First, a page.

Though Zumba’s weight-loss emphases have the potential to encourage negative body image or behaviors, the company does present a variety of sizes, races, ethnicities, genders, and skill levels in its marketing material. Though most align with the standard idea of what a “fit” person looks like, they are not all “skinny” as the mainstream media would define it, and none that I’ve seen look unrealistic. The instructors – those at the forefront – do tend to be smaller and more “conventionally” beautiful; as such a large, mainstream company, Zumba does conform to certain norms.

One of Zumba’s revenue streams is their clothing line, which also raises some interesting points about body image. Like most brands of apparel, their marketing focuses on physical appearance rather than fitness, which is what sells. Yet, Zumba presents some wonderfully body-positive language in their website’s recently updated measurement chart, which now includes clothing up to size 24:

ZumbaChart

Fortunately, I have a great deal of flexibility to personalize my Zumba sessions to align with my values, and one of the ways I do that is through the songs I choreograph. I strive to include only songs that are positive and energizing and avoid songs that objectify women or that might make them feel like they are “performing” for the benefit of men. We’re already inundated with music like this on the radio, TV, and in stores. Part of influencing body positivity is challenging cultural norms, demonstrating that it’s okay not to engage in them. I want my students to know that they don’t have to be “like Miley Cyrus, clothes off, twerking in their bras and thongs, face down, booty up,” (Pitbull, “Timber”) to feel sexy or desirable. It’s not a nightclub. It’s a safe place to let yourself go and embrace your hips, your belly, your breasts, no matter their size or shape. For those looking for sexual freedom, this can be a much more positive way to experience it rather than seeking validation from somewhere else. Zumba commissions original music that is almost always positive and fun, centered around the dances they are paired with. There are songs all about how awesome it is to dance salsa, along with happy shouts of the word “Zumba!” These are the kinds of songs I choose. For an hour, we can “lose ourselves in the music,” and find our truer selves. We can forget about how we are “supposed” to move and just experience what is.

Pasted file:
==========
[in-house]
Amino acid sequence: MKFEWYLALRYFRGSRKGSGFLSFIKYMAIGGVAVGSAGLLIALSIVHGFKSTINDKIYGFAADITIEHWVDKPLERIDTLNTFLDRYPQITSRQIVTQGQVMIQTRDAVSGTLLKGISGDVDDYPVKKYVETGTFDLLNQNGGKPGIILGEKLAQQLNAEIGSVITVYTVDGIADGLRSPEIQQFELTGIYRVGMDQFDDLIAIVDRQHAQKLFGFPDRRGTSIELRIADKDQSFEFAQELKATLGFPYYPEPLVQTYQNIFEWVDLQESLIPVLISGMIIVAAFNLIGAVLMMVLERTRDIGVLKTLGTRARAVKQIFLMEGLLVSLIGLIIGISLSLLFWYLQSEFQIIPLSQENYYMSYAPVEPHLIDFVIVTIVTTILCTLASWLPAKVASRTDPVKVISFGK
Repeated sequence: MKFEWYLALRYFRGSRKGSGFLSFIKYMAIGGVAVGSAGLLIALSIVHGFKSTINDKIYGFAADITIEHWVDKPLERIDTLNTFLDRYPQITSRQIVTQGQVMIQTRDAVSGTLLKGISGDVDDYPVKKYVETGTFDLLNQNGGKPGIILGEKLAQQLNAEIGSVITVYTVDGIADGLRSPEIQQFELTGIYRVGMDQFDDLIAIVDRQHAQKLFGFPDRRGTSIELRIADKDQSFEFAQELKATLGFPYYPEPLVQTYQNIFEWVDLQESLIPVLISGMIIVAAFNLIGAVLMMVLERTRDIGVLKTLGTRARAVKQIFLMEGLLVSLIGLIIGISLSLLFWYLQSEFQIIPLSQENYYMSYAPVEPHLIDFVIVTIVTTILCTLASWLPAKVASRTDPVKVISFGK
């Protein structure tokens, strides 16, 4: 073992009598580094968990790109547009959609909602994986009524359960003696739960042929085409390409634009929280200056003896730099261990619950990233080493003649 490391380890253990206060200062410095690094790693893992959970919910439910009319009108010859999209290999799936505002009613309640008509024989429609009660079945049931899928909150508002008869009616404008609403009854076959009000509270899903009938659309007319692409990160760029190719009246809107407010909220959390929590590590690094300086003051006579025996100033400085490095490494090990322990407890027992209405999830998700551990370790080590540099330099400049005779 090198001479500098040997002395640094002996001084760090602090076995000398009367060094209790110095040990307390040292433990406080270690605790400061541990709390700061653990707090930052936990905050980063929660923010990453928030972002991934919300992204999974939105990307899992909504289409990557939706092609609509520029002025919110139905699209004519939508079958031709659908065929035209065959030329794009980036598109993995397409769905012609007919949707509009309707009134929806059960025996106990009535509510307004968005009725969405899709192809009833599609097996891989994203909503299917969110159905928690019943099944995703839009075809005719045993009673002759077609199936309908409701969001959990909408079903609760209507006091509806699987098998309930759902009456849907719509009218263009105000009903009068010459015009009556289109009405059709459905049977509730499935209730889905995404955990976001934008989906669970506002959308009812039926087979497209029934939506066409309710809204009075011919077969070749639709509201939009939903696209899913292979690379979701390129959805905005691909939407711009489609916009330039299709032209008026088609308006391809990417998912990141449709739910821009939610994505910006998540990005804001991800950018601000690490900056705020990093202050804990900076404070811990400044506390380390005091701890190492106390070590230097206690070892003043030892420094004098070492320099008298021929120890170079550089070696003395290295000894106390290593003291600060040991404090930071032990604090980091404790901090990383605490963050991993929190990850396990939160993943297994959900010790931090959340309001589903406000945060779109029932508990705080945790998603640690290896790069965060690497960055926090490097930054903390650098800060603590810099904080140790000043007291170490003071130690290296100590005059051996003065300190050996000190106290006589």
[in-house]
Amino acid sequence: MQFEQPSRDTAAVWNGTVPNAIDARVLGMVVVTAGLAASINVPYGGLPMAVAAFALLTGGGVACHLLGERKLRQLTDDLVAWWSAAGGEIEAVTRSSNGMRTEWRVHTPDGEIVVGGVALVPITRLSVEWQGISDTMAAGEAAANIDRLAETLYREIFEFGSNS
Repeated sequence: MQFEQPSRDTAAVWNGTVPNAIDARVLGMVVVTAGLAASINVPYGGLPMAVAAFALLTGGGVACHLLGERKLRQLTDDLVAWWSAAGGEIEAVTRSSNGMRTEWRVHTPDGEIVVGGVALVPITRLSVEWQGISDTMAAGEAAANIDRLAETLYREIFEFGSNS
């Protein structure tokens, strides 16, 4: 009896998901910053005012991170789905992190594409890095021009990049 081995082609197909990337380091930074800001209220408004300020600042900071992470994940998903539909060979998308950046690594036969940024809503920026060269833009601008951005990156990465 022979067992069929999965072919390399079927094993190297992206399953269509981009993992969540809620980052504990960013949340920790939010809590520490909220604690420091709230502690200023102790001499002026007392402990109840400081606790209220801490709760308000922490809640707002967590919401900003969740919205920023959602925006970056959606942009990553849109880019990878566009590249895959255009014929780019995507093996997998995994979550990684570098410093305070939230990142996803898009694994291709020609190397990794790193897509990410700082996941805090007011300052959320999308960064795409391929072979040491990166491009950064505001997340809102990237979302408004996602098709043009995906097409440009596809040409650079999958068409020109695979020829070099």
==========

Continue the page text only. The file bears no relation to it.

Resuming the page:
Every instructor has different goals and relationships with Zumba LLC; for me and many others, Zumba is about and feeling good about our bodies as they are rather than about altering them to fit in (pun intended). Students can shake and twist and roll as much or as little as they are comfortable with, and I always hope that if they are comfortable enough to give it their all, they feel confidence, pride, and love for their bodies. Even when men come to class – I have one man who comes every single week – I have always felt that there was a sense of respect. Most of the time, people aren’t looking around and judging; they’re focusing on themselves and having a good time. I begin every class by saying that Zumba is all about having fun. There are no right or wrong steps. Listen to your body and modify if you need to. You’ll get out of it what you put in, and it will be what you make it.

Though there is still some room for Zumba as a company to grow more towards body positivity, everyone has a chance to make it their own. I realize that it’s not for everyone; this type of movement can come more naturally to some than others, and yes, it can be difficult to get past “your own worst critic.” It can mean something different to everyone – that’s why it’s become a phenomenon in 185 countries. Actress Kathy Najimy, the keynote speaker for Zumba’s instructor convention in December 2012, noted that Zumba is accessible to “women and men of all shapes…Diverse people of all colors. Lots of gays. Lots of straights. Single people. Married people. All dancing together.” There is Zumba for kids, Zumba for seniors, aqua Zumba, and many other variations, each an opportunity to let that critical voice go, shake your insecurities out, and just feel your body in the music.

I am very thankful to have found a way to use Zumba as an outlet as well as to heal and inspire. Despite the fact that as a company, it is still a fitness program aimed towards weight loss and fitness standards, what I have gotten out of it has transcended ideals of fitness and shape and has allowed me to feel comfortable in my own skin. I believe that many others can and have achieved this too.

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  2. […] “For me and many others, Zumba is about and feeling good about our bodies as they are rather than abo… (pun intended). Students can shake and twist and roll as much or as little as they are comfortable with, and I always hope that if they are comfortable enough to give it their all, they feel confidence, pride, and love for their bodies.” […]